COBRA - Animal. I only saw one at the Museu Emilio Goeldes, but the Ilha do Marajó was reportedly full of them. Big ones, even: large boa constrictors.
Man, did I want to see one in the wild. I wandered about the island every day. I passed through river beaches where the other side was unseeable. Every day, I took off my shirt and sandals and went climbing through the mud and maze-like roots of the island's forests. But, no matter how many six-foot tall roots I climbed over and under and in-between (the trees sit well above the ground here, due to the fact that the water level fluctuates eighteen feet between seasons) and no matter how muddy and disgusting I got, I never found my boa.
I only got myself lost. One time, I had not idea where I'd entered the forest. The only exit I could climb to was a brown river. I had to swim for about five minutes in it to another beach, thinking all the way about the area's piranhas and giant jacarés. (7.5)
CARIMBÓ - Leisure activity. This is neither food nor animal. Ha, ha, I slipped that one right by you.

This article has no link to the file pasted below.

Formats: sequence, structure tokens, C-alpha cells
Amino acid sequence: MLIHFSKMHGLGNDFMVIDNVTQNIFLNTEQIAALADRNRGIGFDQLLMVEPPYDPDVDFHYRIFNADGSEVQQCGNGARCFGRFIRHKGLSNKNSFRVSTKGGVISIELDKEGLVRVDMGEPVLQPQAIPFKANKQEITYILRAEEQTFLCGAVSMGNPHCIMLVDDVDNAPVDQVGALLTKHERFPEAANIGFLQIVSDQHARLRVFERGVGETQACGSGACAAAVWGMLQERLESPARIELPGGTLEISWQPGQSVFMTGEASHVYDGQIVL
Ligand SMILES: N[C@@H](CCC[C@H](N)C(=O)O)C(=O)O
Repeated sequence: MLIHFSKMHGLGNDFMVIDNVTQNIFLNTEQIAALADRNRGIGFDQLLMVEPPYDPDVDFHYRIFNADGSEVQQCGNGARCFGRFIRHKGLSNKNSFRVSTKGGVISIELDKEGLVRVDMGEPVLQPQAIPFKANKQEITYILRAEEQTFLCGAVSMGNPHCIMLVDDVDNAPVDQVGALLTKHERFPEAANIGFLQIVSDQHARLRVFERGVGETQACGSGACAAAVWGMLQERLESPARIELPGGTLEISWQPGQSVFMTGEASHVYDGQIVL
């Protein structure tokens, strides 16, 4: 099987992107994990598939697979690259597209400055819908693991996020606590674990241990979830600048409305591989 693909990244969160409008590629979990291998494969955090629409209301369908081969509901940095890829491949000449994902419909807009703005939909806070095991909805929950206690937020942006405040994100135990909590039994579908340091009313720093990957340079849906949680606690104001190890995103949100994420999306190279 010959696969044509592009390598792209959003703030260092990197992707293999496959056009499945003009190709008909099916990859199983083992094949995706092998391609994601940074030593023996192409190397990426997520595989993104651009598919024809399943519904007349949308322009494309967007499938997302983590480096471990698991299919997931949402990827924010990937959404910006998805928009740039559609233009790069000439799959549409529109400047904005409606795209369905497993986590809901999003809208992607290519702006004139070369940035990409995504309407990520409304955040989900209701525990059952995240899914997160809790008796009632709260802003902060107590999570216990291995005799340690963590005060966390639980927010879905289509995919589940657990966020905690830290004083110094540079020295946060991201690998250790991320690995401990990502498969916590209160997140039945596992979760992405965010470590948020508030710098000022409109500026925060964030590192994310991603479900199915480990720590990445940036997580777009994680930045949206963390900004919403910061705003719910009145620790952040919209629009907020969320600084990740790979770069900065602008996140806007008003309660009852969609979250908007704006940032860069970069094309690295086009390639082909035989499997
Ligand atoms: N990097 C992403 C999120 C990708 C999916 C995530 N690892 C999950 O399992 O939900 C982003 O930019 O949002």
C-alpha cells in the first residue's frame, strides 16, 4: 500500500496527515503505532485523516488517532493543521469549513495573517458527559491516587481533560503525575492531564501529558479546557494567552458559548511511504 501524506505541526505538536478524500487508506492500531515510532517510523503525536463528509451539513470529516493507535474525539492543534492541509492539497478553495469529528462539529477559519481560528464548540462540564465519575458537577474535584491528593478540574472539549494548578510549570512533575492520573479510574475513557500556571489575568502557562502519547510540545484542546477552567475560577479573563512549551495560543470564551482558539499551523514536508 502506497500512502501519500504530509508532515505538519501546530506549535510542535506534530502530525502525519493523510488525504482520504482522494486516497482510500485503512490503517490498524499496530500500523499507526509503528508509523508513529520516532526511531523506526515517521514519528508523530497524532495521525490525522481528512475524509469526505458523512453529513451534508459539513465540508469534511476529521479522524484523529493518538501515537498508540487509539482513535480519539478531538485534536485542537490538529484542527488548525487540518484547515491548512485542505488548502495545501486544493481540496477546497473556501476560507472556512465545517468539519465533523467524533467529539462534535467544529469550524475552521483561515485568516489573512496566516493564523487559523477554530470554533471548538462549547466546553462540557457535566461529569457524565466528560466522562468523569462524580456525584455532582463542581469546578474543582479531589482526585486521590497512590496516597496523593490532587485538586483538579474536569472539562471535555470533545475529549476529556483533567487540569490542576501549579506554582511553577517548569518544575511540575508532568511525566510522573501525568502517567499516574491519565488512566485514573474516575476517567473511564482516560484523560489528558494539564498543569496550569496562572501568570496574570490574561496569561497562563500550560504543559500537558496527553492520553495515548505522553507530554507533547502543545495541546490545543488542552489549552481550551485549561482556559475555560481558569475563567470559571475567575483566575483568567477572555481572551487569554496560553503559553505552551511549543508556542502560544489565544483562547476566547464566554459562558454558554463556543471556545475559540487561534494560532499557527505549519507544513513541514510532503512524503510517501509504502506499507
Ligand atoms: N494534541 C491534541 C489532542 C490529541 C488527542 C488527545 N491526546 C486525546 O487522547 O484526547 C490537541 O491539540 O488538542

I accepted a date invitation yesterday. When I met up with the girl (three years younger than me), she was quite excited. She spoke a mile a minute, making it the quickest Portuguese I've had to understand.
It worked out, though, and we danced the local carimbó. The music is fast and drum-involved. We danced, apart, by placing our right food in front, tapping it twice, placing it behind, tapping it twice, and so on. It was pretty fun, and once you get the hang of it you can lead with your left-foot steps and twist around, rocking your body to the beat. (8)
And so, that concludes our game for the day. I'm your host, Modern Oddyseus, saying, "Join us next time, for a not-so-fun game of ..."
Food or animal?
What's it gonna be!?
Sapo, Uxí, Peixe-boi, ararajube,
Is it food?
Is it animal?
I don't know!
But, I'm gonna play!
Cah-oo-ah-oo-AH, Sorvete de açai!
La-dee, la-dee-da ...